A closer model might be the Equal Rights Amendment, which would have more broadly prohibited sex discrimination by government.  Although the ERA didn’t ultimately become law, it helped galvanize a movement in support of equal rights for women, which resulted in major changes in the law and the world.  The Supreme Court ultimately read the Equal Protection Clause to protect women from invidious sex discrimination.  Today, half the states have constitutional provisions explicitly prohibiting sex discrimination.  The struggle for the ERA was part of a movement that ultimately led to protections against discrimination not only on the basis of sex, but also gender, gender identity and expression, and sexual orientation. 

We could imagine something similar happening with a right-to-vote amendment. Even if its prospects for enactment are dim, rallying around such an amendment could help strengthen the movement to increase access to the ballot and make our democracy more inclusive.  That might take the form of enhanced state constitutional protection for voting rights.  It could  also lead to federal legislation and greater judicial solicitude for laws protecting access to the ballot.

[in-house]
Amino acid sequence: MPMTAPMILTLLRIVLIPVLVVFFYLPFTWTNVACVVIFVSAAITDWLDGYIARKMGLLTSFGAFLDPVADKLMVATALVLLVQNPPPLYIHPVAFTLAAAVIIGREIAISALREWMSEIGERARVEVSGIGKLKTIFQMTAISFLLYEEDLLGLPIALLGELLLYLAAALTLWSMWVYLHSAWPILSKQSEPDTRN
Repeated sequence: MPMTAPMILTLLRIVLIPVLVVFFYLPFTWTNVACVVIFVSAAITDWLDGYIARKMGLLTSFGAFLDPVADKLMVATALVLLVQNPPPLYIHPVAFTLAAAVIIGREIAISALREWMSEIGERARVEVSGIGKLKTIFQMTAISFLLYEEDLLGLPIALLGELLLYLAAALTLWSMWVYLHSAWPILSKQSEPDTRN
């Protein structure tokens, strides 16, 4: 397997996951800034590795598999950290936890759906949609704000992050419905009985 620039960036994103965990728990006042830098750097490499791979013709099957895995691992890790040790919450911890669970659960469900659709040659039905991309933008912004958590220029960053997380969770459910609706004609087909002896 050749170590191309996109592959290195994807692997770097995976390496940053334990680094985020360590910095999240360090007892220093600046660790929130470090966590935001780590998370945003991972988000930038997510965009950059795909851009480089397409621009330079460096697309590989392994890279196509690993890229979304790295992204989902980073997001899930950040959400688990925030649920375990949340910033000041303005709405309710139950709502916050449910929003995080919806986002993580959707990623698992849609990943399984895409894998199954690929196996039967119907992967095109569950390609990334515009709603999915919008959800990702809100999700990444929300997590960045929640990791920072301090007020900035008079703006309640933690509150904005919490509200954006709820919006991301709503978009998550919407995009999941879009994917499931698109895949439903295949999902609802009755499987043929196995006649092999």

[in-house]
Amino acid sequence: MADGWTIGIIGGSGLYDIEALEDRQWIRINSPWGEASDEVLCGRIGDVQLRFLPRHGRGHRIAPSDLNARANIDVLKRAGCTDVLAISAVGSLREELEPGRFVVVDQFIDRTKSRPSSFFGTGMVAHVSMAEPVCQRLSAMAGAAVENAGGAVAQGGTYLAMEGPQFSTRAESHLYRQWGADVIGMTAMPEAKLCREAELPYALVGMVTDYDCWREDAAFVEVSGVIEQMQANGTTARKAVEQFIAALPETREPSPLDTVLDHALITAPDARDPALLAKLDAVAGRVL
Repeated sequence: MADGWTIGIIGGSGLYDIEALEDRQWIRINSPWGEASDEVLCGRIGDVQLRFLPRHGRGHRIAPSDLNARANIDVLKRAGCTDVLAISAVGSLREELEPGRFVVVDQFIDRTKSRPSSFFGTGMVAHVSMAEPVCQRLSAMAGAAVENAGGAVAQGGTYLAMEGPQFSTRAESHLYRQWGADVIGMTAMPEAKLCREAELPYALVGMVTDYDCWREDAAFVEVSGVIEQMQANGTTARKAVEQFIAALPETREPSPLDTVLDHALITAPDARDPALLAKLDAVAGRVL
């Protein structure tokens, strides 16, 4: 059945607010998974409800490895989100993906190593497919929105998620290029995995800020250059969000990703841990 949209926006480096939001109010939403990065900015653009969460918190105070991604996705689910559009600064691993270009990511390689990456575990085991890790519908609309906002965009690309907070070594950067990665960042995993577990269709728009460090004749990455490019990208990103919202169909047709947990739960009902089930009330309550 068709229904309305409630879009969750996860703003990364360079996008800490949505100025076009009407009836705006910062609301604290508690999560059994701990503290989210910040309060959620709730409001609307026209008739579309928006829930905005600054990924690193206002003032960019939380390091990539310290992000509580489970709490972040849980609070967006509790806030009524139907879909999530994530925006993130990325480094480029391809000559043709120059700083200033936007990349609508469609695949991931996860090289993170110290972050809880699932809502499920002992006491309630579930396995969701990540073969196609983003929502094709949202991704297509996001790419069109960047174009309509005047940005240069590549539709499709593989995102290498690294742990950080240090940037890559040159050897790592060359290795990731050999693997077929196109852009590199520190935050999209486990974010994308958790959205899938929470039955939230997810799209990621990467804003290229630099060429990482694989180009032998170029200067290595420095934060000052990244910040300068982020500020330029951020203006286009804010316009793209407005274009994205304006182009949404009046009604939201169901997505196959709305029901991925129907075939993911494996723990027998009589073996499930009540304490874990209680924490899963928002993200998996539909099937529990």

Some might argue that pursuit of a federal constitutional amendment diverts time and energy from other, more realistic paths to reform. But I don’t think that’s how movements work.   Uniting around a common goal can create the energy that spurs political change, even if the ultimate objective proves elusive.  Hasen’s dream may well be impossible, but he’s not tilting at windmills. 

Dan Tokaji is the Fred W. and Vi Miller Dean and Professor of Law at the University of Wisconsin Law School. You can reach him by e-mail at